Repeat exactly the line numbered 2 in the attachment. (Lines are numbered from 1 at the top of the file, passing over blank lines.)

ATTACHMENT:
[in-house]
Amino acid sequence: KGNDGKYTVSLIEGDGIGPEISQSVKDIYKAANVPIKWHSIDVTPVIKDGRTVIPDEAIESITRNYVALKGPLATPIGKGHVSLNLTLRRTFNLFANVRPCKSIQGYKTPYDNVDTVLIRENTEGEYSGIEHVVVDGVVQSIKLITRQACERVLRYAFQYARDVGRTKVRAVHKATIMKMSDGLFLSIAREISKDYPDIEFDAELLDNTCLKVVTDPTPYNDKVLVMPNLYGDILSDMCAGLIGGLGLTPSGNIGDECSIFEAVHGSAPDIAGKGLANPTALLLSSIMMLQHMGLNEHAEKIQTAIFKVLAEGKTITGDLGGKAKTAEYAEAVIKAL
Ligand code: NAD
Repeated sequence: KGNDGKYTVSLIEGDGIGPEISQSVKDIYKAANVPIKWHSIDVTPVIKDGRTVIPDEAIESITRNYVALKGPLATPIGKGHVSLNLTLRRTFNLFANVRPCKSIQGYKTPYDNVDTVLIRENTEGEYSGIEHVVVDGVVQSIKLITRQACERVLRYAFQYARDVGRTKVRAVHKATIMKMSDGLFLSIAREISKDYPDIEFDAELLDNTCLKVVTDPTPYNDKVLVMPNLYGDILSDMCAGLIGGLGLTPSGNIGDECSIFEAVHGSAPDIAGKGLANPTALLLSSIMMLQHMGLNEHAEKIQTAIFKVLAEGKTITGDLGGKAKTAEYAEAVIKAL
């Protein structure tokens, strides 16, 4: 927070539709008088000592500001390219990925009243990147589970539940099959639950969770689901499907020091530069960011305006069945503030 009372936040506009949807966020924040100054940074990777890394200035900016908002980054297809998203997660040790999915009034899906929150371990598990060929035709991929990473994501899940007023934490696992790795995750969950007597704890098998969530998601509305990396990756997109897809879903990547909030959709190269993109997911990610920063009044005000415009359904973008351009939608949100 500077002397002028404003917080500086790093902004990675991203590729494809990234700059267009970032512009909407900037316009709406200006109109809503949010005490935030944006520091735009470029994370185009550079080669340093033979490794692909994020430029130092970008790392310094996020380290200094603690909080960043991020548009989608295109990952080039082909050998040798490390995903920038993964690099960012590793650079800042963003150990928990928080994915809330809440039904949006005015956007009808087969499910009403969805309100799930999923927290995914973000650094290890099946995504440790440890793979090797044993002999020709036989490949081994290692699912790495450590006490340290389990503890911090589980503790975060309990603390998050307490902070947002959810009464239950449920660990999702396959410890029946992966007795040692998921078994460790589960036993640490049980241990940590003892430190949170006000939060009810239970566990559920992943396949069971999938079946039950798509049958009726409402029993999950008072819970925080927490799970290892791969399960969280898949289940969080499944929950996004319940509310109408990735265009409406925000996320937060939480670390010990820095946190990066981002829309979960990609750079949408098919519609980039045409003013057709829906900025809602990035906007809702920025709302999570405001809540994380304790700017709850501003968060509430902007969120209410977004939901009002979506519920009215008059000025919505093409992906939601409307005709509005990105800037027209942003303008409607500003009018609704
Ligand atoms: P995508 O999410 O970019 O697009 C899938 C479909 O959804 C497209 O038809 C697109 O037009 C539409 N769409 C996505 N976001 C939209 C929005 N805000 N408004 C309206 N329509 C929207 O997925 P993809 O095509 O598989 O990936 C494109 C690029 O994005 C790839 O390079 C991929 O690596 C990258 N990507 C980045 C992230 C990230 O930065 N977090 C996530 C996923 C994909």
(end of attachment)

Amino acid sequence: KGNDGKYTVSLIEGDGIGPEISQSVKDIYKAANVPIKWHSIDVTPVIKDGRTVIPDEAIESITRNYVALKGPLATPIGKGHVSLNLTLRRTFNLFANVRPCKSIQGYKTPYDNVDTVLIRENTEGEYSGIEHVVVDGVVQSIKLITRQACERVLRYAFQYARDVGRTKVRAVHKATIMKMSDGLFLSIAREISKDYPDIEFDAELLDNTCLKVVTDPTPYNDKVLVMPNLYGDILSDMCAGLIGGLGLTPSGNIGDECSIFEAVHGSAPDIAGKGLANPTALLLSSIMMLQHMGLNEHAEKIQTAIFKVLAEGKTITGDLGGKAKTAEYAEAVIKAL